"ε" denotes the set containing the empty string (which has zero length).

"∅" as usual denotes the empty set.

All characters belong to some alphabet A, from which one can derive sentences. For instance, a string of parentheses like '))(((' is a sentence formed from the alphabet {(, )}. Some sentences will be true with respect to one language, but false with respect to others. For example, you might like to write some sentence which claims that every element of a set is either even or odd. That sentence would be true in , but not in , for instance (because we can't establish an order on without introducing a norm, e.g. absolute value). This might seem trivial, but it allows us to distinguish between different structures (in this case, that and are different groups). These two groups are clearly not isomorphic, but we can apply the same principle to prove that two groups might not be. The nice thing about this is that this can work with lots of types of structures, even graphs.The * notation refers to the Kleene star, which can either operate on sets of strings, or sets of characters. If S is some set of strings derived from some alphabet A, then S* is the smallest superset containing ε which is also closed under concatenation. In other words, S* has to contain all possible concatenations of whichever strings it contains, e.g. {ab, c}* = {ε, ab, c, abab, abc, ...}. I'm sure there's some kind of rule dictating which elements are listed first. Unless the set of characters is trivial (i.e. empty set or ε) then the Kleene star applied to S will give us an infinite set (which is always countable). So in this case, b* = {ε, b, bb, bbb, bbbb, ...}.

Another example: ab* = {a, ab, abb, abbb, abbbb, ...}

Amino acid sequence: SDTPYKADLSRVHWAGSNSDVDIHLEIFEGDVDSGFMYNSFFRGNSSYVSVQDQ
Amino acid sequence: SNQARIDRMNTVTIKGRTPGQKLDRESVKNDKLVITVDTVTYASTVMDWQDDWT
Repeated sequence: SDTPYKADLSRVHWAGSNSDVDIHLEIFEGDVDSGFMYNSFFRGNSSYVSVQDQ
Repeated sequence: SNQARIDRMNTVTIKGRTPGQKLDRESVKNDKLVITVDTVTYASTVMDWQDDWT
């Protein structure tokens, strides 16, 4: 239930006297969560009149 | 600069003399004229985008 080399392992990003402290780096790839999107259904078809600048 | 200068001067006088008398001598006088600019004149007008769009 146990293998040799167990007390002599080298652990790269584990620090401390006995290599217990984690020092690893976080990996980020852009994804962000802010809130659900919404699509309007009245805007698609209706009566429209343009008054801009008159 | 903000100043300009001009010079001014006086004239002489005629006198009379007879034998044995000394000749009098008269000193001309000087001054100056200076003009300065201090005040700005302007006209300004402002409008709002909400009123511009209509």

+ means 'choose either/or'. For example, "a + b" means "choose either a or b". So (a+b)* means "choose either a or b, then take all possible concatenations". In other words, (a+b)* is the set of all possible words you can make from {a,b}.

So aa + b* = {aa, b, aab, baa, bb, aabb, bbaa, bbb, ...}

Hannibal Lecter is asking for the sentence which generates all words containing exactly two instances of the character 'a', which is "b*ab*ab*".

aa + b* does not generate a set containing only characters with exactly two instances of the letter 'a', because it contains the elements b, bb, bbb, bbbb, ... all of which don't have any 'a' in them.

In general, the regular expression b*ab*ab*a...b*ab* (where 'a' appears *n* times) generates all words which contain the letter 'a' exactly *n* times.

Infinite strings are a different story.

Hannibal lecter wrote:

raised to the power of anything won't ever have a root, because the exponential function is always positive. You can see this in the graph that ganesh posted -- it won't ever touch (nor go below) the x-axis.Hi, is there a root for the f(x) = e^-x ???

is it close to 0.571143115080177? or that wrong there is no any root?

please help me

Where did you get 0.571143115080177 from? Are you stating the problem correctly? Or is something else meant by the word 'root' here?

Hannibal lecter wrote:

Hi, how to find the root of the following function by fixed point iteration method ?

-exp(1/(3*exp(t)))/(3*exp(t))

That function doesn't have any roots, so any such iteration will simply diverge. Did you write the function correctly?

Welcome, Tindela!

Hi ganesh,

Could you explain #6278 in a bit more detail?

Thanks,

zetafunc